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Francis Calls For Local Government Elections

Image of Mayor Peterson Francis [PHOTO: Rochelle Gonzales]

A recommendation that St. Lucia returns to the process of holding local government elections last held almost four decades ago has again been made, this time by Castries Mayor, Peterson Francis.

Image of Mayor Peterson Francis
Mayor Peterson Francis

Francis told reporters last Saturday evening that he would like to see this happen as St. Lucians want to see their city and villages developed properly.

He was at the time speaking about his hopes for Castries and the changes he wants to see next year so as to improve the safety of citizens and visitor, and improve its aesthetics, so as to encourage business growth in the city.

“One of the things that is hurting me — and one of the things I want corrected — is that I want councilors and mayors to go back to being elected officials in this place. We need to have that,” Francis said.

According to Francis, more of what he has been doing for the city could be done if only he was elected mayor by the people.

“While I am doing what I am doing here, I am not comfortable because the people did not repose their confidence in (me),” he said.

Francis is not the first within the Allen Chastanet administration to express a return to local government elections. Prime Minister Chastanet did refer to the matter in July this year during an address at a Castries Constituency Council (CCC) ceremony to mark the 50th anniversary of the elevation of Castries to a city.

The Prime Minister was of the view that if all members on the board of the CCC cannot be elected, then some should, particularly for certain positions.

Over the years, several people of diverse political views within the ranks of political parties have expressed the need to revert to the time when councilors were elected by the people and not appointed by the political party in power.

In fact, the Constitutional Reform Commission supported the call for the country to go back to the holding of local government elections. The Commission said the role of the parliamentary representative in local government was of paramount importance.

Local government was introduced in Saint Lucia by an Ordinance No. 6 of 1850 entitled, “The Mayor and Town of Castries”.

According to the Commission, although the short title was specific to Castries, provisions were also made for the town of Soufriere and the other rural districts to incorporate their own local government councils.

The procedure for the incorporation of any town or district council was the submission of a petition to the Lieutenant-Governor signed by two-thirds of the male inhabitants of full age who were owners of three acres of real or free hold property, or lessees of six acres of land, or were in possession of real or personal property with a clear value of £300, in the town or rural district.

Here is a synopsis of the incorporation of local government in St. Lucia, as highlighted by the Commission:

The first petition requesting the incorporation of a local government council consisted of 126 names of the burgesses of Castries and it was published in the Gazette of January 2, 1851. By a Proclamation dated February 18, 1851, the Lieutenant-Governor announced that elections will be held on February 27, 1851.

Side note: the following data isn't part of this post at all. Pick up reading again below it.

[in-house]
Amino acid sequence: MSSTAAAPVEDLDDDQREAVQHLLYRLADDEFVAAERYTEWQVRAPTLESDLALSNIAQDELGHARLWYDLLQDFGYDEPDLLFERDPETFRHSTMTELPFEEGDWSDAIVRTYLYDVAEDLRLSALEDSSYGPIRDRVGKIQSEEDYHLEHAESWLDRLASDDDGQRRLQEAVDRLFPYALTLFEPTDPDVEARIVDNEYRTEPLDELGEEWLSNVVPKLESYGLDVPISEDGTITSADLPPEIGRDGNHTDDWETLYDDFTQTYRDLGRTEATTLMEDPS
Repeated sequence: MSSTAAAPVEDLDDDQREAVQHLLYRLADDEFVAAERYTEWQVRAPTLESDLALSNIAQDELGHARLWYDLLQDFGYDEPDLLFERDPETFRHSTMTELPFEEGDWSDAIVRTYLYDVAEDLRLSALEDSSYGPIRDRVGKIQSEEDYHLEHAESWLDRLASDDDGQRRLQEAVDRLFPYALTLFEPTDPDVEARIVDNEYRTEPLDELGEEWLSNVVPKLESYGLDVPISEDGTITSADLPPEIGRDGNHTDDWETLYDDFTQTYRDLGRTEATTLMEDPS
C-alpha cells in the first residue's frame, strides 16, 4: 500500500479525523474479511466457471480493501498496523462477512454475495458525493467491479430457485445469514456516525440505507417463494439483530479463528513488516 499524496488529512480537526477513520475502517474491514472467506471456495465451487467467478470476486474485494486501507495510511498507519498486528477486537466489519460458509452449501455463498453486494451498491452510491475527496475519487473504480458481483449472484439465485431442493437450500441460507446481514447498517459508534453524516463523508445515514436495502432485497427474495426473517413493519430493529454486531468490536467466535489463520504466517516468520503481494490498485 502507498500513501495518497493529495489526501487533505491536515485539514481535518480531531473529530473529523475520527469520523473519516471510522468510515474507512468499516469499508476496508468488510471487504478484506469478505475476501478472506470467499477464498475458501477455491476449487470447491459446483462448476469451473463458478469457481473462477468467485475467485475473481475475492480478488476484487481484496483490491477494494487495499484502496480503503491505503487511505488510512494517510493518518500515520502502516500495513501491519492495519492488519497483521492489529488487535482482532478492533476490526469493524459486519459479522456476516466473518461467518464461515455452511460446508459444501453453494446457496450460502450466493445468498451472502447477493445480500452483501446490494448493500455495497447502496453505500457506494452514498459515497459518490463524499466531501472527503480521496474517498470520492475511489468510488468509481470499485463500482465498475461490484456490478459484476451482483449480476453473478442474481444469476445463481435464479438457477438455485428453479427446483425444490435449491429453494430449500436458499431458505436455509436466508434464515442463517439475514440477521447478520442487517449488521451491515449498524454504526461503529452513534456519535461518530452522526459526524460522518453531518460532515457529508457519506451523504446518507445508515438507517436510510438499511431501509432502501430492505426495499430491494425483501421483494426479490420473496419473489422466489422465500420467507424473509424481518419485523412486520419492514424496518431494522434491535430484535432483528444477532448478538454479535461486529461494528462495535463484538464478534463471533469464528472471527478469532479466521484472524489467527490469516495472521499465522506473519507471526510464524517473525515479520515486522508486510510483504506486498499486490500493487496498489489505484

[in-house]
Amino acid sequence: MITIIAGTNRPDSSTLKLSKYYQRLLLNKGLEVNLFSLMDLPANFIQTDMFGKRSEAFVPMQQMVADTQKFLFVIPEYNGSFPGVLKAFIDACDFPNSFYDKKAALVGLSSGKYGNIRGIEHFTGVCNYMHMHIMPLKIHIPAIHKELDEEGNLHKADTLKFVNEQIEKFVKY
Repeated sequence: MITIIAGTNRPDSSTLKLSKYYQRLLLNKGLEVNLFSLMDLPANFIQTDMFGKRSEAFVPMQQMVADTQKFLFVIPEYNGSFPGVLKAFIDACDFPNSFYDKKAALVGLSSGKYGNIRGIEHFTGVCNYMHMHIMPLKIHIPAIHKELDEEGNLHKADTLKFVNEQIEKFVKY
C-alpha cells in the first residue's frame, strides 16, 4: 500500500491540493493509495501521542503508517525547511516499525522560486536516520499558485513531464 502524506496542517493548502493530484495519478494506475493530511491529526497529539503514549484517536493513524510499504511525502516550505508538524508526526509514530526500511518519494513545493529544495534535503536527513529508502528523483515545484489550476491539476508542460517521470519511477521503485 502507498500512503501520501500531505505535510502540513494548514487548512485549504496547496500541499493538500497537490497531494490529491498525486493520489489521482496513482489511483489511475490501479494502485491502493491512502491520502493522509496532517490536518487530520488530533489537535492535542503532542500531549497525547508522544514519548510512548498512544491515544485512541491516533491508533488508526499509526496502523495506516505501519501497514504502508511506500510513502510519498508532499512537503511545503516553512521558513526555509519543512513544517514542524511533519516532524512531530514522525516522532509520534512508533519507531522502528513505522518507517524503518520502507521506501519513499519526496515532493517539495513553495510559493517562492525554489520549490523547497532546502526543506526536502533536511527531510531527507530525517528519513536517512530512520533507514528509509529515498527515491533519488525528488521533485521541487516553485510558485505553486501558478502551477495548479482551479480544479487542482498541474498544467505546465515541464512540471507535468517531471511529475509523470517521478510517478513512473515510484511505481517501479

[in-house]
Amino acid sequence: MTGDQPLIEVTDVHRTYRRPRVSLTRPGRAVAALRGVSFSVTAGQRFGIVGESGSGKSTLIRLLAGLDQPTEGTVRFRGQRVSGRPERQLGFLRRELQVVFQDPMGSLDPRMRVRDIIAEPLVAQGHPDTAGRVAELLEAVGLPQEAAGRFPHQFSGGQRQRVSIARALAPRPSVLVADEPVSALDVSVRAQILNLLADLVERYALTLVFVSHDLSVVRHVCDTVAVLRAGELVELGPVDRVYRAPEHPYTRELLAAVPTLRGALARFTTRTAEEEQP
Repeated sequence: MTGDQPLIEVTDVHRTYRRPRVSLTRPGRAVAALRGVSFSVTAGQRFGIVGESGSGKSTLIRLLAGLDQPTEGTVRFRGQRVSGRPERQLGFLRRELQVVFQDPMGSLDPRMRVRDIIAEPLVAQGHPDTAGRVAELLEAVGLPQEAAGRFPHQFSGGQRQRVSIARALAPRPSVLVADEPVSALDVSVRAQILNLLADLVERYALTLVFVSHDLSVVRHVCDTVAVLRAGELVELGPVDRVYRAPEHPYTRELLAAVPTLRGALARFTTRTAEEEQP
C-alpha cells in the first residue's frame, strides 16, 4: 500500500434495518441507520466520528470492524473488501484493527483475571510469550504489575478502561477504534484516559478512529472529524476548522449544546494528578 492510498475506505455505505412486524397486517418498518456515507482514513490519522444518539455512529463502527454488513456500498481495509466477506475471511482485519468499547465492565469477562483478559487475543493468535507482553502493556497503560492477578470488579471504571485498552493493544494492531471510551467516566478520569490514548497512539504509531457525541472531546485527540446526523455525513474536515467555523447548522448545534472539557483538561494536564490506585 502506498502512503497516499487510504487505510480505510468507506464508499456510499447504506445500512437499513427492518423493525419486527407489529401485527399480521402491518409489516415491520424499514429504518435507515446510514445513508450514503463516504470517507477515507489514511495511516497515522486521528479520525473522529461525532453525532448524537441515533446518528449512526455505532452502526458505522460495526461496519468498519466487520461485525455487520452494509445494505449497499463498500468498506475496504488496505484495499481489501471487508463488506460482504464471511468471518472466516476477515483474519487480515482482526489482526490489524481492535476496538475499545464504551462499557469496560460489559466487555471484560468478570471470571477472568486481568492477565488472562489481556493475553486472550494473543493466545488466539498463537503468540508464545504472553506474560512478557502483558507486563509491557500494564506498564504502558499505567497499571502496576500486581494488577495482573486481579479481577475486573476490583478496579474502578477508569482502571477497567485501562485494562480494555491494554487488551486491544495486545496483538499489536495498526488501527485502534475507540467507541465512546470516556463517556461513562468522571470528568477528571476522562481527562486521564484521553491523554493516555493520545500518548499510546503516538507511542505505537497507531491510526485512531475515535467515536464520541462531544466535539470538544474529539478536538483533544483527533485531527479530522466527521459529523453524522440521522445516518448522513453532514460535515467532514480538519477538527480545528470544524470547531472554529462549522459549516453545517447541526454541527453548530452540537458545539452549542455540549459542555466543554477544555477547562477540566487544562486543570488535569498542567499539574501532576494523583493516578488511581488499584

“Elections were for nine councilors and two auditors. There were no provisions, however, which prevented Government officials, or employees of the Crown from being elected, but clergymen were not allowed to run for any of these offices.

“Elections were held every three years until 1872 when an Ordinance entitled “Castries Town Board” was passed by the Legislative Council at the instance of, and proclaimed by, the Administrator G. William Des Voeux on May 4 of that year. This Ordinance disbanded the elected council and replaced it with a Castries Town Board of three members nominated by the Administrator who also served as Chairman.

“Elected Local Government was reintroduced by an amended Castries Town Board Ordinance of 1889, which provided for the town of Castries to be governed, by a Corporate Body with perpetual succession and a Common Seal. The number of councilors was reduced to eight and the first election under this Ordinance was held in December 1889.

“After a period of suspension, local government was reintroduced in Saint Lucia with the passage of the Local Authorities Ordinance of 1947. For much of the period between the 1950s to the late 1970s, Local Government operated at the very heart of community life, offering a range of services.

“In 1979, Local Government elections were again suspended and Interim Councils comprising nominated members were appointed to conduct the affairs of Towns and Village Councils. In 1997, a Local Government Reform Task Force was established by Central Government, to, among other roles, “examine and advise on the appropriate legislative, fiscal, institutional and administrative measures required to strengthen the operations of Local Government.”

Micah George is an established name in the journalism landscape in St. Lucia. He started his journalism tutelage under the critical eye of the Star Newspaper Publisher and well known journalist, Rick Wayne, as a freelancer. A few months later he moved to the Voice Newspaper under the guidance of the paper’s recognized editor, Guy Ellis in 1988.

Since then he has remained with the Voice Newspaper, progressing from a cub reporter covering court cases and the police to a senior journalist with a focus on parliamentary issues, government and politics. Read full bio...

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